For JeVahn Cruz, the decision to attend Stony Brook University was all about being on familiar ground.
The Half Hollow Hills West quarterback, who capped a spectacular senior year by leading the Colts to the Long Island Championship at Stony Brook's LaValle Stadium, was one of five L.I. high school players who signed with the Seawolves Wednesday on national signing day.
Not only will Cruz be playing on the fast turf he so enjoyed last November, he will be playing in the familiar spread offense and will be in a comfortable position. And it's not quarterback. "I won't miss it. I only played it last year," Cruz said at a signing ceremony at Hills West. "I was a running back all my life until last year."
Cruz said he was told he would be used as a slot receiver, running back and kick returner. "Anything to get me the ball," Cruz said.
Stony Brook coach Chuck Priore concurred. "He's not coming here as a quarterback," Priore said. "But we recruited him as a kid who's exciting with the ball in his hands. We want to get him the ball in space - screens, reverses, speed sweeps. And we want him to make an impact on special teams. The Wildcat could be another potential role. The important thing is to create situations where he makes us tougher to handle as an offense."
Lawrence fits into that category as well. "He may be the sleeper of our class," Priore said. "He's got something about him when he runs with the football that really excites me. He doesn't look like he's running fast, but he runs past people. He's an effortless type of runner - not flashy like Cruz, but a consistent kid."
Precht, a 280-pound lineman who will likely redshirt, could be opening holes someday for Cruz and Lawrence. "He impressed us last summer with his toughness," Priore said. "He may have been a little under-recruited. Offensive linemen are often the biggest secrets out there. I think he'll be a better college player than he was in high school."
Stony Brook also grabbed a couple of local kids to fortify its defense. Hauter, an All-Long Island player, has already gained 17 pounds to about 220 since the fall. The weight isn't over. "He'll have to be at 235 or 240 and play defensive end on the open side, away from the tight end," Priore said. "He's got some intangibles, too. He comes from a winning program. He's got the intensity level of a defensive player. And he'll outwork everybody on the field."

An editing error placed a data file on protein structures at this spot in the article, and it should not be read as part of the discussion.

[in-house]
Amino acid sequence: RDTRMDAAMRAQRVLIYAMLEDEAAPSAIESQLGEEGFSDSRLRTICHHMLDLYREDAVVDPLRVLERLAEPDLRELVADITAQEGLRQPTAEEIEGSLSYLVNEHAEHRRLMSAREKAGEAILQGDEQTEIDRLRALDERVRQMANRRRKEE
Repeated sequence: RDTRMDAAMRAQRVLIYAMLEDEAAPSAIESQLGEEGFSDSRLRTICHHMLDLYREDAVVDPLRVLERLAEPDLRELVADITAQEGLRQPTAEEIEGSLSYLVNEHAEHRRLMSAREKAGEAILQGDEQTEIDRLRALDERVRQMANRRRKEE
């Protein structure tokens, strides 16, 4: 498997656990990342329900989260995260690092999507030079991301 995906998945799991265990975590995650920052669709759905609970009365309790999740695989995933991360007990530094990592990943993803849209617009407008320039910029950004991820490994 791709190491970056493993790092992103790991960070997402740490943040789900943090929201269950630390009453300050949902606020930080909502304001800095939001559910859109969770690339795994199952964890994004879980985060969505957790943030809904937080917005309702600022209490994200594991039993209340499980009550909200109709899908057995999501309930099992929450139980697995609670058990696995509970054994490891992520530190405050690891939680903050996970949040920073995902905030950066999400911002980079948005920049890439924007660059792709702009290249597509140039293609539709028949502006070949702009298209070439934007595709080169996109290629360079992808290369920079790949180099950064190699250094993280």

Dudley, originally signed by Hofstra, brings versatility to Stony Brook. "He'll play outside linebacker for us," Priore said. "In the 4-3 defense, you need athleticism at the position. And whether it was a fullback or as a linebacker, his acceleration allowed him to play in space."
Priore said the windfall of L.I. players this year was partly because of Hofstra's demise and partly because his own program is on the rise. "This isn't the same Stony Brook of three or four years ago," Priore said. "We won [shared] a conference championship. We have a full complement of scholarships. We're playing South Florida next year, Buffalo and Army the year after.
"We're a much, much better option as a football program to these kids," Priore added. "We always wanted the best kids on Long Island. Now, the interest is mutual. You have to get yourself to a winning cycle to get the local people to stay home. If you're not winning, they'll drive right by you."
Instead, they're exiting at LIE Exit 62 North.